Why mediation can be your best option in a divorce
Every divorce is different, but the emotions that such an event inspires tend to be universal. Anger. Betrayal. Animosity. Fear. All of these emotions have the potential to cloud rational thinking, and often times makes an already difficult situation even more volatile. When it comes to untying two lives after years of marriage, and especially when children are involved in the process, oftentimes mediation can be your best option in a divorce. Mediation is an excellent way to bridge two opposing positions when it comes to a divorce settlement. Even though both parties want to leave the marriage, animosity and anger can prolong the entire ordeal. Engaging attorneys with experience in mediation can help you leave your marriage without the animosity that characterizes many divorce proceedings.
What is Mediation and How Can it Help?
Navigating towards common ground is difficult when two parties are angry with one another and distrustful of each other’s motivation. Mediation offers a bridge between those differences to arrive at a solution that works for everyone involved. Indeed, as a process, it has been used successfully to resolve a host of civil matters including landlord and tenant disputes, disputed business contracts, small claim complaints, divorce, and child custody arrangements loom large in mediation services.
The main goal of such a process is to move both parties to the same page in the same book. Once common ground is reached, and both parties are reading from the same script, a resolution can be reached that leads to the goal of each person getting on with their lives. The primary advantage of mediation is that it takes the sting out of each other’s words, and hopefully results in a relationship that can be maintained on some level. While this might not be an overriding consideration is a business agreement gone bad, it certainly plays a role in family law and is especially true when children are involved.
Working Out the Details Based on Mutual Respect
Mediation is the best available option in a divorce because unlike many civil issues that involve mediation, the feelings coming out of a marriage can be raw and impervious to not acting out of spite simply for the sake of acting out of spite. With these types of emotions at play, enlisting the help of a trained legal mediator can help iron out the difficulties.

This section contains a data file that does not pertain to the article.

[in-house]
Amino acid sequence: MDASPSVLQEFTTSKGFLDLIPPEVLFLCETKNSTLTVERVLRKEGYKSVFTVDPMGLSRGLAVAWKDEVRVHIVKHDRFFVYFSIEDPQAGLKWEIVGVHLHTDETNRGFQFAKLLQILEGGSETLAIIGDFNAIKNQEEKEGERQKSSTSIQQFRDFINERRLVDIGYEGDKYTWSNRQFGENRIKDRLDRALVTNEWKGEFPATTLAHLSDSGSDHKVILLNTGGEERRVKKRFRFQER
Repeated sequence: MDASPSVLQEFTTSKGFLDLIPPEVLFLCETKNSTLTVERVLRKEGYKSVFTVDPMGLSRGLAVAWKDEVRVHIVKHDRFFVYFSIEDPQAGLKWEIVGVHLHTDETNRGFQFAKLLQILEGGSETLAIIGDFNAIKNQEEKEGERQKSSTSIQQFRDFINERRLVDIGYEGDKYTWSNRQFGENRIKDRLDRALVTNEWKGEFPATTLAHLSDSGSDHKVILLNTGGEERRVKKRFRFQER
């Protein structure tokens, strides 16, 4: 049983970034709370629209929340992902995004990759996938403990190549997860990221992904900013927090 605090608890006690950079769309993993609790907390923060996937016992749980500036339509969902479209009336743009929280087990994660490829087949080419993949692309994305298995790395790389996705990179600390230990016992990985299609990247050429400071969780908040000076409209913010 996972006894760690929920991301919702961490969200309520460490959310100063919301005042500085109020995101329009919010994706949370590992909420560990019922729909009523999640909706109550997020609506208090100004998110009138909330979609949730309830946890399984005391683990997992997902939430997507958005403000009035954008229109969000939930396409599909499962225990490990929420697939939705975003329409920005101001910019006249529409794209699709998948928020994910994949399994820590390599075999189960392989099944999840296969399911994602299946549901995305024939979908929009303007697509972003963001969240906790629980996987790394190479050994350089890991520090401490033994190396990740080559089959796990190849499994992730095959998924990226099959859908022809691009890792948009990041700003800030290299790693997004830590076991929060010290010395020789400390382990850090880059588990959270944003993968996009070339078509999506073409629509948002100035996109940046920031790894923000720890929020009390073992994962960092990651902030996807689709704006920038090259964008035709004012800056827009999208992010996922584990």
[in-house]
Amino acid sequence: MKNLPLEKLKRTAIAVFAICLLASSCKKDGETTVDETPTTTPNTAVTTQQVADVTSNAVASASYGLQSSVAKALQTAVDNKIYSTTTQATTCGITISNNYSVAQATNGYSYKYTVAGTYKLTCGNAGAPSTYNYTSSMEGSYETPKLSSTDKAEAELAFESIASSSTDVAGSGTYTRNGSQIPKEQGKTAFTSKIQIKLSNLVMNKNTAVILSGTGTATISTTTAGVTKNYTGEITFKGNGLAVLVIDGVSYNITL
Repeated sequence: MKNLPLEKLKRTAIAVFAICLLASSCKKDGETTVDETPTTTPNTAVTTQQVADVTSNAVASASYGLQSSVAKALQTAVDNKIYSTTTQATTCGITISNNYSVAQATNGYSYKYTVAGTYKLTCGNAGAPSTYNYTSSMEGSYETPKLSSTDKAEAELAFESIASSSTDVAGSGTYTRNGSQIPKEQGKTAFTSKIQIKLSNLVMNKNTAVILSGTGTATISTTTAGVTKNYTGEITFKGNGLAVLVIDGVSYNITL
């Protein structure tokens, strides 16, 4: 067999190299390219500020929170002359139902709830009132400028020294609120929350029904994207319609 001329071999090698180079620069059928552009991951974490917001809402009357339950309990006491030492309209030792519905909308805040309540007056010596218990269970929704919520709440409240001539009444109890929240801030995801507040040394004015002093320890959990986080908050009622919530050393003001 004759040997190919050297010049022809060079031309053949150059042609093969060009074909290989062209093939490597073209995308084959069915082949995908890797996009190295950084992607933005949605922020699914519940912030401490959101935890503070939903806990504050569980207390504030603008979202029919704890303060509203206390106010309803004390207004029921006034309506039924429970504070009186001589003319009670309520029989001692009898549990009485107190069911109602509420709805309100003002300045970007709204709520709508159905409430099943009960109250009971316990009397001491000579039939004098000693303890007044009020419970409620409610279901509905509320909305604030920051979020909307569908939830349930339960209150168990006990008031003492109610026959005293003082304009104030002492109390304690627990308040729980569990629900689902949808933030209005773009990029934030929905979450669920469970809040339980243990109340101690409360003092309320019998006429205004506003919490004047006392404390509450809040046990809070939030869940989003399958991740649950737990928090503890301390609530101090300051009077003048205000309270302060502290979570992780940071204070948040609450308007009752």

Where many discussions might break down over acrimonious disagreement over every trivial detail, a mediator can keep the talks on track until common ground is reached by both parties in resolving the individual issues of debt settlement, property division, and making arrangements that place any children’s welfare at the top of the priority list.
By taking each contentious issue one at a time, the trained legal mediator can help each party arrive at an equitable settlement solution.
How Long Does Mediation Take and What Does it Cost?
Once two parties sit down at the mediation table, it generally takes no longer than a couple of days to hammer out an agreement that is to everyone’s liking. Obviously, more complicated disputes and ugly divorce proceedings might take longer, it is generally agreed that the process is much quicker than taking the matter to court and litigating the issue. Most private mediators’ contract by the hour and prior to beginning each party pays an upfront deposit as well as paying their attorney fees for any advice offered at the mediation table. While it might prove more expensive in a drawn out mediation process, the overall cost of the service is less than if they were paying to battle out these issues in front of a judge.
What to Expect When Expecting a Mediation Meeting
When you enter into mediation, the mediator will introduce themselves before explaining the process and outlining rules designed to govern the discussion. Each side will be afforded the opportunity to present their case, without interruption from the other side, before the mediator will take their competing position to start edging them towards an agreement. Should the two parties substantially agree to the plans set forth in the mediation agreement, they will both sign the agreement that will ideally bring the matter to a close. Should the parties be no closer to an agreement at the end of the process than they were at the beginning, the mediator will outline for the court those areas in agreement and those area that are still in contention.
Contact the Attorneys with Experience in Mediation
If you are in an ugly divorce and you see no real expectation of agreement, you should reach out to the legal team here at CLLB Dispute Resolution. We specialize in embracing patience and compromise to break through the ill will that stands in the way of a fair divorce settlement. We work with our clients to achieve quick and positive resolutions instead of the back and forth bickering that characterize many contentious divorce proceedings.